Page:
Automatic Resource Management, V.2

Reinier Zwitserloot reinier at
Mon Apr 20 03:47:17 PDT 2009

The usage of package isn't neccessary; classes in your  
own package always take precedence over java.lang classes, and any  
import statement that clashes with a java.lang class takes precedence  
over java.lang.

In other words, if there is an interface named 'jboss.AutoCloseable',  
then all classes in the jboss package will automatically use that  
AutoCloseable. Any code not in the jboss package that includes the  
statement "import jboss.AutoCloseable", will also use jboss's  
AutoCloseable. Client code (that is, code that USES trywith blocks)  
never needs to know about the name 'AutoCloseable' to use them. Any  
code that wants to be an ARM-style closable that is in jboss code will  
need be explicit:

public class IAmClosable implements java.lang.AutoCloseable {
     private AutoCloseable jbossAutoCloseable;
     public void close() {}

but such code has to be explicit even if AutoCloseable was moved to as well, so I doubt thats relevant.

A search through a lot of java libraries did not produce any (public  
API) results for 'AutoCloseable':

So it seems that org.jboss.remoting.spi.AutoCloseable is the only one.

So, the only remaining issues are the following:

A) Confusion for jboss and whatever other library(ies) are lurking out  
there with an AutoCloseable. Forgetting to import the 'right'  
AutoCloseable gets you the 'wrong' one. However, this confusion is  
pretty much unavoidable; just like when Iterable was added, seeing the  
words 'AutoCloseable' in a sourcefile will instinctivly make a java  
programmer think it must be java.lang.(auto.)AutoCloseable. There's a  
java puzzler dedicated to this principle, which creates a local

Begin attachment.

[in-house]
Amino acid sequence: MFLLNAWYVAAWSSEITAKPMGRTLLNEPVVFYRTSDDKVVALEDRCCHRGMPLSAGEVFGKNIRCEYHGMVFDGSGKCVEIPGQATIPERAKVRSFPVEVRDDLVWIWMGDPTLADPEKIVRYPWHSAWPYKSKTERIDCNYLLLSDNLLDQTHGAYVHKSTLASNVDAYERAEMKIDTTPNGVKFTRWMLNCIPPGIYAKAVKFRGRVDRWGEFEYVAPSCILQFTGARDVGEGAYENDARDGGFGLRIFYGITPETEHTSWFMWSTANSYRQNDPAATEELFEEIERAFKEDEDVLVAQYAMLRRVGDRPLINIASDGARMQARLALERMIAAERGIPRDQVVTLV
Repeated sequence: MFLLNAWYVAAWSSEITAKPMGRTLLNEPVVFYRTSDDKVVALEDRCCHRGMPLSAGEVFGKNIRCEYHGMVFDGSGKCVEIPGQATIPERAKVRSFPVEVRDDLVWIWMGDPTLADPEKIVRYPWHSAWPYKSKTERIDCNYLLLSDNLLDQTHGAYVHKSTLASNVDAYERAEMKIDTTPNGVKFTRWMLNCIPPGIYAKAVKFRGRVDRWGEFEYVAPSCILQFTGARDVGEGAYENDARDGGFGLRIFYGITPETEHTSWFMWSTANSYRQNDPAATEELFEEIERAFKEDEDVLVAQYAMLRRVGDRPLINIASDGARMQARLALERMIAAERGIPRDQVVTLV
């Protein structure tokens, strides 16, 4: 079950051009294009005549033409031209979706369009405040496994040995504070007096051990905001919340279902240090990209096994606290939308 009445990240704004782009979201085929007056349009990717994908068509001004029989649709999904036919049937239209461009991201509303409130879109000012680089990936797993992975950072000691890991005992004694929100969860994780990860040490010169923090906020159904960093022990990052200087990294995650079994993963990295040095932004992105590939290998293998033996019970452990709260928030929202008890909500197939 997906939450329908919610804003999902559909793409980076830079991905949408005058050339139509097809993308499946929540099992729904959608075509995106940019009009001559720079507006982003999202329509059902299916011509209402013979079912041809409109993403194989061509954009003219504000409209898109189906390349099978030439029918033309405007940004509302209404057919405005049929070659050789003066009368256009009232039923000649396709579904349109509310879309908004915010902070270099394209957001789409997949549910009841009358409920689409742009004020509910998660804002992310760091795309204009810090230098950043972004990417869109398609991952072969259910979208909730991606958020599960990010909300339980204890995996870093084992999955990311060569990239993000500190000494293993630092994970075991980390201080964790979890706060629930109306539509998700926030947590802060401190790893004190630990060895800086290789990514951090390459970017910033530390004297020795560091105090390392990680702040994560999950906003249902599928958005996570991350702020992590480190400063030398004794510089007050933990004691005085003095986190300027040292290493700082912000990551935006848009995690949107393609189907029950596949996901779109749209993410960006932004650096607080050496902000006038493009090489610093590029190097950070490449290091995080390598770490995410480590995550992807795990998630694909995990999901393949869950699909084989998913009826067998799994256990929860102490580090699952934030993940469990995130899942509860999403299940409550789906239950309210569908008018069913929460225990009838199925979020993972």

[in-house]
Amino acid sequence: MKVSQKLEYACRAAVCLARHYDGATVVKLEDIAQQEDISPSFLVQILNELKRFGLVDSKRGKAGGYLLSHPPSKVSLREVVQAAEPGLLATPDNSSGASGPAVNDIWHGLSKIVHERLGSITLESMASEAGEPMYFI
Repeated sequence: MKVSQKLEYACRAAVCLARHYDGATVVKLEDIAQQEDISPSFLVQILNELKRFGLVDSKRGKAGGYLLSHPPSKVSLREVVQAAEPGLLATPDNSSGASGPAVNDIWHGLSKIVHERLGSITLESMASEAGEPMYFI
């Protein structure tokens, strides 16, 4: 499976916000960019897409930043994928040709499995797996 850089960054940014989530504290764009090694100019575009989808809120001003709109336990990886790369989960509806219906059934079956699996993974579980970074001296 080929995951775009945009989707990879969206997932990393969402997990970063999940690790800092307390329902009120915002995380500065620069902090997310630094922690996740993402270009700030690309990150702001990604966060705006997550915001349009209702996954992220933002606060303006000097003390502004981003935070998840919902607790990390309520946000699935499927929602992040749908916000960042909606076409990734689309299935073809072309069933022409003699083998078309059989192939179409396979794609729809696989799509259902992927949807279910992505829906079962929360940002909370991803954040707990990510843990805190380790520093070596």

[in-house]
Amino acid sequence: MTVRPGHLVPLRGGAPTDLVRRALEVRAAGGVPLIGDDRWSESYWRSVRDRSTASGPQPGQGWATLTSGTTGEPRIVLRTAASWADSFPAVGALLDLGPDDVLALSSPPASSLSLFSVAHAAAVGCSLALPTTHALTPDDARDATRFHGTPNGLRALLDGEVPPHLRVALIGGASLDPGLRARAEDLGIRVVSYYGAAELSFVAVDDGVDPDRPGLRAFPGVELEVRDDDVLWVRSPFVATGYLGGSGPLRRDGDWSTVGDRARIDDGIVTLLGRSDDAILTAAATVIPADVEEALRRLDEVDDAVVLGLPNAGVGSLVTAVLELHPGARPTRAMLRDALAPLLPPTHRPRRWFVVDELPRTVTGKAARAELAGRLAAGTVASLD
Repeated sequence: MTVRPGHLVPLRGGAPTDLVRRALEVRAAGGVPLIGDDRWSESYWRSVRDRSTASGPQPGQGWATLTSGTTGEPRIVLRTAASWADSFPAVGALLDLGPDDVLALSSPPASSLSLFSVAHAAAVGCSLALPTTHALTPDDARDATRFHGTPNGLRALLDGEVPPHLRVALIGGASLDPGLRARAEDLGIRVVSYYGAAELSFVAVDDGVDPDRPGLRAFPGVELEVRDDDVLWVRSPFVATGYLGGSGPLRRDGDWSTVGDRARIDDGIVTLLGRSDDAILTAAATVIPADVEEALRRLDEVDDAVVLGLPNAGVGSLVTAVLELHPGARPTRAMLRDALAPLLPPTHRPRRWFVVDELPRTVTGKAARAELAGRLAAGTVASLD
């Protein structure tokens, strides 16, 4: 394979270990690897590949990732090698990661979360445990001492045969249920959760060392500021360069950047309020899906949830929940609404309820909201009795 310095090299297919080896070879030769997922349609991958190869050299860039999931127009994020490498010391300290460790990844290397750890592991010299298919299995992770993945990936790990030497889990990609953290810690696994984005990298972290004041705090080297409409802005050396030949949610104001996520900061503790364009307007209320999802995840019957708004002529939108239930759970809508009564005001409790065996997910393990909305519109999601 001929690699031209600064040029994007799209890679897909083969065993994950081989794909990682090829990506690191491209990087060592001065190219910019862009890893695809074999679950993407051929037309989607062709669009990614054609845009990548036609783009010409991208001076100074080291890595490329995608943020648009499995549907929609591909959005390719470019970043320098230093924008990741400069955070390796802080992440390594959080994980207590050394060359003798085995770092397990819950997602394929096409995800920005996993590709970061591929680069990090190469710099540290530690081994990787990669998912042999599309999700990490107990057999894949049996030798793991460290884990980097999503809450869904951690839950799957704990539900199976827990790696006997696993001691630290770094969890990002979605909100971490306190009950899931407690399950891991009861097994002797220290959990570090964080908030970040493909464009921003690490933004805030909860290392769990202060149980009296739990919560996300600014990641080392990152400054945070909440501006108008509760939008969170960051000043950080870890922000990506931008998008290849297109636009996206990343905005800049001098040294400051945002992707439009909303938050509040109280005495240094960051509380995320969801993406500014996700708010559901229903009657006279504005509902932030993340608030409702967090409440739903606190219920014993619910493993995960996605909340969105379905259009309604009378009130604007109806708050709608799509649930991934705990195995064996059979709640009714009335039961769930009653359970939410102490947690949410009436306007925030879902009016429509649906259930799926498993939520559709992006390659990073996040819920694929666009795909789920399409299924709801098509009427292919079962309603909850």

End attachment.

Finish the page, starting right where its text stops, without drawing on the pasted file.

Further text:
version of String. In other words, putting AutoCloseable in another  
package doesn't help all that much. So, I say: not important enough;  
not enough applicable classes and the alternative doesn't clear up  
enough confusion.

B) trying to import "jboss.*" will NOT take precedence over the  
implicit java.lang.* import; instead javac emits a compiler error:

bar/ reference to Integer is ambiguous, both class  
bla.Integer in bla and class java.lang.Integer in java.lang match
		Integer y = new Integer(12);

So, its technically true there could be a migration compatibility  
issue, but I wouldn't be surprised if there isn't a single line of  
java code in existence that actually would run into this problem. I  
say: Not important enough; star imports are rarely used, there aren't  
many packages where this conflict can occur, java.lang.Iterable had  
the same problem and I've never seen a complaint there either, and a  
compiler error that hints at the problem (as above) is the next-best- 
thing to just working normally.

If I weigh these issues against creating a new package in the  
java.lang space, as well as putting only 1 type inside it, as well as  
being inconsistent with how java.lang.Iterable was handled (which  
could easily have been put in java.util if this had been any concern  
back then) I think its clear that just putting AutoCloseable in  
java.lang is preferable.

  --Reinier Zwitserloot
Like it? Tip it!

On Apr 20, 2009, at 11:31, Stephen Colebourne wrote:

> 2009/4/20 Joshua Bloch <jjb at>:
>> * 3. Does the construct work properly with “decorated” resources?*
>>    try (FileReader fr = new FileReader(path) {
>>        try (BufferedReader br = new BufferedReader(fr) {
>>            ... // Use buffered reader
>>        }
>>    }
> Would this section be better written:
>    try (FileReader fr = new FileReader(path); BufferedReader br = new
> BufferedReader(fr) {
>          ... // Use buffered reader
>    }
> ie. the second resource is derived from the first within one ARM  
> block.
> (More generally, I think I'd prefer a single resource per ARM, as I
> think its a lot clearer overall and more consistent, but since you've
> allowed it in the proposal, I assume you'd want to keep to that
> style.)
> Stephen

More information about the coin-dev mailing list